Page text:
Russian President Vladimir Putin identified the West as Russia’s “enemy” and implied that Russia is fighting in Ukraine in order to defeat the West. Putin responded to a Russian serviceman’s question about Western aid to Ukraine during a meeting at a military hospital in Moscow Oblast on January 1, stating that Russia’s issue is not necessarily that the West is aiding Ukraine, but rather that the West is Russia's "enemy." Putin added that “Ukraine by itself is not an enemy for [Russia],” but that Western-based actors “who want to destroy Russian statehood” and achieve the “strategic defeat of Russia on the battlefield” are Russia’s enemies. Putin claimed that Western elites are trying to break Russia into five parts and are trying to do so using Ukraine, but that the situation on the frontlines is changing and that Russia will “deal with the [West] faster” than the West can deal with Russia on the battlefields in Ukraine. Putin added that the problem is not in Western aid deliveries to Ukraine and noted that Ukraine has already been “completely destroyed,” that there is “nothing left” of the country, and that it “exists only on handouts.”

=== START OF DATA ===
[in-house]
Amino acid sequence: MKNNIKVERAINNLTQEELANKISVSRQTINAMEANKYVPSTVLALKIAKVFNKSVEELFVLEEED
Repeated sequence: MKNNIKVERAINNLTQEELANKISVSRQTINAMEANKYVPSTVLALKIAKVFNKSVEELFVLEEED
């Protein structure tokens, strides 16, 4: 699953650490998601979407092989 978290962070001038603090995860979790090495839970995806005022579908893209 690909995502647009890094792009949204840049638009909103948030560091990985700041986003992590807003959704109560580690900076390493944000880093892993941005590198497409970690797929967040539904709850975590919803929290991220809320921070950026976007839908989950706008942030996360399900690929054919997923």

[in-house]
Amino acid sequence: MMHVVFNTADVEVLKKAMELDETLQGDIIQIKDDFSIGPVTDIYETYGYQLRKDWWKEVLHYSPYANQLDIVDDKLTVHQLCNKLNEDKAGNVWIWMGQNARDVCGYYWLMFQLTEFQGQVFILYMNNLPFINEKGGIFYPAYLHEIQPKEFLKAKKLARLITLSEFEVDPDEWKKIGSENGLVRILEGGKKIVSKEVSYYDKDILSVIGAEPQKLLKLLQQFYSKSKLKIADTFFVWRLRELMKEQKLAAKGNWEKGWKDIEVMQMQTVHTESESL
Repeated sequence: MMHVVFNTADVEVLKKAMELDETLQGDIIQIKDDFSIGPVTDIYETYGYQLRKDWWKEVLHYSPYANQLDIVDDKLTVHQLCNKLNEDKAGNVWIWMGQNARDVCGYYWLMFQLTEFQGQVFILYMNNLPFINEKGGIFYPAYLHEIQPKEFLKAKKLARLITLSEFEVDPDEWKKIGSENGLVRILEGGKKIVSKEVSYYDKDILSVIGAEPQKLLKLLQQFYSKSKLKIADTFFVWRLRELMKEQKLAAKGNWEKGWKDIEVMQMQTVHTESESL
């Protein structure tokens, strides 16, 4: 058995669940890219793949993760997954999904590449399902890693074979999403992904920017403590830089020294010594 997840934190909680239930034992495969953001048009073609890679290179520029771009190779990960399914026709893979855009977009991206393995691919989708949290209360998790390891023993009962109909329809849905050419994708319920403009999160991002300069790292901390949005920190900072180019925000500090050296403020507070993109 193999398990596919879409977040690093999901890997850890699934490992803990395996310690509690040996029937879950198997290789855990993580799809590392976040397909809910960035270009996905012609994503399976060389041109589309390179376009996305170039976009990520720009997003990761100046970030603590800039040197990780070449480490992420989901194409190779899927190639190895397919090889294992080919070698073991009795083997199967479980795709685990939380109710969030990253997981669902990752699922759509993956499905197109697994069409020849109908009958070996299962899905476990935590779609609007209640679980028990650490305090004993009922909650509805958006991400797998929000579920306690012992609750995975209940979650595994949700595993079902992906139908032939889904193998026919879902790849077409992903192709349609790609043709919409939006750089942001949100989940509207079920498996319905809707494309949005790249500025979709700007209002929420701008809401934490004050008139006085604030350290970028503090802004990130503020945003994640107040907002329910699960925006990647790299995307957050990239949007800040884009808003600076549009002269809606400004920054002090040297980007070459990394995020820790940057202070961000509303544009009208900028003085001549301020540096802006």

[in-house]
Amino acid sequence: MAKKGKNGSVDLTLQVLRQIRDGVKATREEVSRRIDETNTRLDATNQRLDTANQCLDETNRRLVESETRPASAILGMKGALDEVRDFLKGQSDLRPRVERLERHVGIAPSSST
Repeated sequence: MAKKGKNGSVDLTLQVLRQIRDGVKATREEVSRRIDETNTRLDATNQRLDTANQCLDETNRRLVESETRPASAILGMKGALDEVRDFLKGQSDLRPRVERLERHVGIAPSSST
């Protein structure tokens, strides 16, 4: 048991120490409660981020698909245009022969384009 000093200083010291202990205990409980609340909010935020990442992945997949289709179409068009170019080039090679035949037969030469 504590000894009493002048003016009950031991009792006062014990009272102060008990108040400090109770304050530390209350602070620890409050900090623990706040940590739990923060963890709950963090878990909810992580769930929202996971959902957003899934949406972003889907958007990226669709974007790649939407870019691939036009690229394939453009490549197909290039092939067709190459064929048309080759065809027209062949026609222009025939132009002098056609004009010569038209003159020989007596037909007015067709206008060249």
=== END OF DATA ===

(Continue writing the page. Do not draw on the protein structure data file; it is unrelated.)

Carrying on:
Russian Offensive Campaign Assessment, December 29, 2023